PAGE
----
Predicting the response to targeted therapy in metastatic colorectal cancer

Arun Azad, Niall C. Tebbutt

Research output: Contribution to journalReview ArticleResearchpeer-review


Colorectal cancer is the second most common cause of cancer-related deaths in Australia. The median survival of metastatic colorectal cancer remains poor, but novel targeted therapies offer promise in improving patient outcomes. However, it is vital to identify which patients with metastatic colorectal cancer will benefit from targeted therapy. Predictive biomarkers offer significant benefit by refining the treatment population to a subgroup that has a greater prospect of benefit from therapy. This provides efficacy benefits, but also minimizes the overall toxicity and cost of treatment. In this review we examine current knowledge regarding predictive biomarkers for targeted agents in metastatic colorectal cancer, with a particular focus on emerging biomarkers such as oncogenic mutations. We also highlight issues that require further exploration in the quest for personalized therapy in metastatic colorectal cancer.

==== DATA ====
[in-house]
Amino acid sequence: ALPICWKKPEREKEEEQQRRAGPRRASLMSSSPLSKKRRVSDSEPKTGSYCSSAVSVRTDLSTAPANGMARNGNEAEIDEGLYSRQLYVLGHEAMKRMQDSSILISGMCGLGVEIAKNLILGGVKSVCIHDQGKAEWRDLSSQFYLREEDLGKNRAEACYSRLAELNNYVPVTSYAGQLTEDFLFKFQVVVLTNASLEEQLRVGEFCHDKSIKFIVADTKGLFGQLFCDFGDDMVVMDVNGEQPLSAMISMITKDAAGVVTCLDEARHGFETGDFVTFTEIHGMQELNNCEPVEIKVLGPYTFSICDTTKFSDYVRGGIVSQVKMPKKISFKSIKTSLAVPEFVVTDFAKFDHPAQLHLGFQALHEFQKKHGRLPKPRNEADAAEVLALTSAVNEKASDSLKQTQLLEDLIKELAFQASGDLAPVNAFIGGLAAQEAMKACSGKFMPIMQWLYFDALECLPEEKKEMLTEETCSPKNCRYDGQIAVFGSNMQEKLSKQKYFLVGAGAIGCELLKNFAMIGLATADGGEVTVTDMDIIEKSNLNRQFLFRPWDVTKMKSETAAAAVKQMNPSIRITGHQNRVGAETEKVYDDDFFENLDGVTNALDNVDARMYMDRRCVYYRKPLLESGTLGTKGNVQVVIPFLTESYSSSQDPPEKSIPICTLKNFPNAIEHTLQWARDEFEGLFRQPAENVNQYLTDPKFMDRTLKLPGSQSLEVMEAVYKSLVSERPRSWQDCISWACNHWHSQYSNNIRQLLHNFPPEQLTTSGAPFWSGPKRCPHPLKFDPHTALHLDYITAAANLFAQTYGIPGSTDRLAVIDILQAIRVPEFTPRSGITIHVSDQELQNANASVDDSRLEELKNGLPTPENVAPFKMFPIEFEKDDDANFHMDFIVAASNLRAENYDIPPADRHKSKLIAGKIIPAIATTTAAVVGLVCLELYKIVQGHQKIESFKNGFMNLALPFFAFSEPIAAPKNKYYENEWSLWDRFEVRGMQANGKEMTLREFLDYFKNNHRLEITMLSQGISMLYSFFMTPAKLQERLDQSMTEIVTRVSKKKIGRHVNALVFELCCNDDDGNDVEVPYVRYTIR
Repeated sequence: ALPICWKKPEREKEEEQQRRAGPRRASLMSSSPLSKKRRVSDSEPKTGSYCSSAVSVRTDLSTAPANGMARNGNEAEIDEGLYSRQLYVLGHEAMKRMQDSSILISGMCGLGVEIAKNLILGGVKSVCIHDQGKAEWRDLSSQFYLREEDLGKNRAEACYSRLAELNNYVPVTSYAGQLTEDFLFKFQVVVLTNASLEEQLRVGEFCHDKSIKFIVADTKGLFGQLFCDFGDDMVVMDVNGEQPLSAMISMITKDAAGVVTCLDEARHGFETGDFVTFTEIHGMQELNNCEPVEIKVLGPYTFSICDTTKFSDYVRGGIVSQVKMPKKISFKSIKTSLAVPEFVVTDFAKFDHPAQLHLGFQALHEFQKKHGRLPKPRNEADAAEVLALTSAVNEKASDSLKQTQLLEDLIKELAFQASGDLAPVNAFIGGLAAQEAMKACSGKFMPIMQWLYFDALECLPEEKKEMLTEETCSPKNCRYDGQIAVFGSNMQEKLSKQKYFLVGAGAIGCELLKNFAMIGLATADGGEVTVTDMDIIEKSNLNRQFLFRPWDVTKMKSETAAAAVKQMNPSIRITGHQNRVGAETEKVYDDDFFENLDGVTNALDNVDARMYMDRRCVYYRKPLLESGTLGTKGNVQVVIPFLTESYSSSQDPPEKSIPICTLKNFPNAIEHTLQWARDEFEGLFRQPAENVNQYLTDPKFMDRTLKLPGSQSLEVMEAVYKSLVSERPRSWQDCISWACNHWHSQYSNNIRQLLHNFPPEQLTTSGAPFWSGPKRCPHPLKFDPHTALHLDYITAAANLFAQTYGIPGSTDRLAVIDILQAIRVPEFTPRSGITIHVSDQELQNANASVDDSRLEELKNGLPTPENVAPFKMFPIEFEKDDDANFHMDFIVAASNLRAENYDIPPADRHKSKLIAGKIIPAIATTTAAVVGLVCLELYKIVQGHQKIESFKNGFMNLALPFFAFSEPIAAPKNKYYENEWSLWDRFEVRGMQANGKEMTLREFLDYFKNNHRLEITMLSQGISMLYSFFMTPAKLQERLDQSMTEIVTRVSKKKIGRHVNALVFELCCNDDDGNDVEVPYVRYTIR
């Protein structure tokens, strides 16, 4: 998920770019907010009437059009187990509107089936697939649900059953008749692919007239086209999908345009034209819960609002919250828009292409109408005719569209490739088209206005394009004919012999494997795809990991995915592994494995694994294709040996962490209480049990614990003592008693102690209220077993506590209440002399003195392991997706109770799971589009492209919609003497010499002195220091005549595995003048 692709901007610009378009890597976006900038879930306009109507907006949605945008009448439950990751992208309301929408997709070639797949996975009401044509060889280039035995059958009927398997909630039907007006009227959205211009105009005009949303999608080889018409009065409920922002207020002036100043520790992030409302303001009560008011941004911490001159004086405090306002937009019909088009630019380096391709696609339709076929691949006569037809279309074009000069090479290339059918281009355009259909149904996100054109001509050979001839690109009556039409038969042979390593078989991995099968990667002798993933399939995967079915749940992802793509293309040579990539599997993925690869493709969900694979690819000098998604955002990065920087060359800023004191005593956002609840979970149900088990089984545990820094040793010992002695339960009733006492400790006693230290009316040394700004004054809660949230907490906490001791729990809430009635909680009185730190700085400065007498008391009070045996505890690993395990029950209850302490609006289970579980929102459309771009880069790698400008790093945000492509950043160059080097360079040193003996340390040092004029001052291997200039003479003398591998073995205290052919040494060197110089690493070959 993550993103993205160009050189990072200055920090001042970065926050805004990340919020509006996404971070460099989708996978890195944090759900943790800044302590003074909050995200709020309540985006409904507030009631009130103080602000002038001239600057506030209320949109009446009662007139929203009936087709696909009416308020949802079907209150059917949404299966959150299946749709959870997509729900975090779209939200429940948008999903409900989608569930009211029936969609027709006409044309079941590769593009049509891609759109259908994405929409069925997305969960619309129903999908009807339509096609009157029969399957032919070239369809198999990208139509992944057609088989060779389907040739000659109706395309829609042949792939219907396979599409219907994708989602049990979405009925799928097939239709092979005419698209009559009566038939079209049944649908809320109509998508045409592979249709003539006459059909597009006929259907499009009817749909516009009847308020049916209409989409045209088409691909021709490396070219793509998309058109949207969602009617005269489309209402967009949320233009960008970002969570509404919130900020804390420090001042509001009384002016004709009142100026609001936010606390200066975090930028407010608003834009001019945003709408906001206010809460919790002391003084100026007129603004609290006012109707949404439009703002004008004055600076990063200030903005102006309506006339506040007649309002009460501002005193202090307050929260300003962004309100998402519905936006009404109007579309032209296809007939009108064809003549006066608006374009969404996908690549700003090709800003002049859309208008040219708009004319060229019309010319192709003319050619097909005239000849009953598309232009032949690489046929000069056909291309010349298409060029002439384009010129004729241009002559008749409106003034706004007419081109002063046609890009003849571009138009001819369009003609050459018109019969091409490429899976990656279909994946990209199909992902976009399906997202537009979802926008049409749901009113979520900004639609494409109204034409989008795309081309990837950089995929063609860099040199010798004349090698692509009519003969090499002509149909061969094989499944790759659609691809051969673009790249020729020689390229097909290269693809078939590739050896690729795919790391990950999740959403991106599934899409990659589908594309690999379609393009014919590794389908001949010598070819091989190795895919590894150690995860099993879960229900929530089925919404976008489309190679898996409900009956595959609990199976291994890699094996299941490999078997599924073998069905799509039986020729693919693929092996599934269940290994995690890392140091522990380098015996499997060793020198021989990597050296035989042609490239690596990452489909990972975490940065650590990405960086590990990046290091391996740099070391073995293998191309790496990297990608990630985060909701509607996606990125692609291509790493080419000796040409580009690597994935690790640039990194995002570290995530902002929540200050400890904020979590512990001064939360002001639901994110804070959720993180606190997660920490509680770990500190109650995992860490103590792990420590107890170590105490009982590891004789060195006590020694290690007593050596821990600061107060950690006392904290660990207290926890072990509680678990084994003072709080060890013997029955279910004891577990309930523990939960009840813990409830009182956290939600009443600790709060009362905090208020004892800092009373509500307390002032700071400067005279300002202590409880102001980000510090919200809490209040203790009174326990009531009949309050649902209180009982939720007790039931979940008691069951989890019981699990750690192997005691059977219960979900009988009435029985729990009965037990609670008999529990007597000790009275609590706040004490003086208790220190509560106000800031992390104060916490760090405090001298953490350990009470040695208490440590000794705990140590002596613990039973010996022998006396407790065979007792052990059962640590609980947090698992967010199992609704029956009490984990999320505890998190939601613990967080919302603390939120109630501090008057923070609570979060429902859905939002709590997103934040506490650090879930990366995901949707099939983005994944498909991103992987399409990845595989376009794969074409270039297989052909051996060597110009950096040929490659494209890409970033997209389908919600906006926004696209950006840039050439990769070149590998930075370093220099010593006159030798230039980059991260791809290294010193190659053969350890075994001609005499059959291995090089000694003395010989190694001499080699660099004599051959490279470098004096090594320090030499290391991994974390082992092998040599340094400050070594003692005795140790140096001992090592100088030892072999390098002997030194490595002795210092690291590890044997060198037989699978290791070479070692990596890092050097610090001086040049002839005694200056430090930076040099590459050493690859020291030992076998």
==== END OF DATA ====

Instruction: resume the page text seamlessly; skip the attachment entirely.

Original languageEnglish
Pages (from-to)208-217
Number of pages10
JournalAsia-Pacific Journal of Clinical Oncology
Issue number4
Publication statusPublished - 2008
Externally publishedYes


  • Angiogenesis inhibitor
  • Colorectal cancer
  • Drug response biomarkers
  • Epidermal growth factor receptor
  • K-ras oncogene

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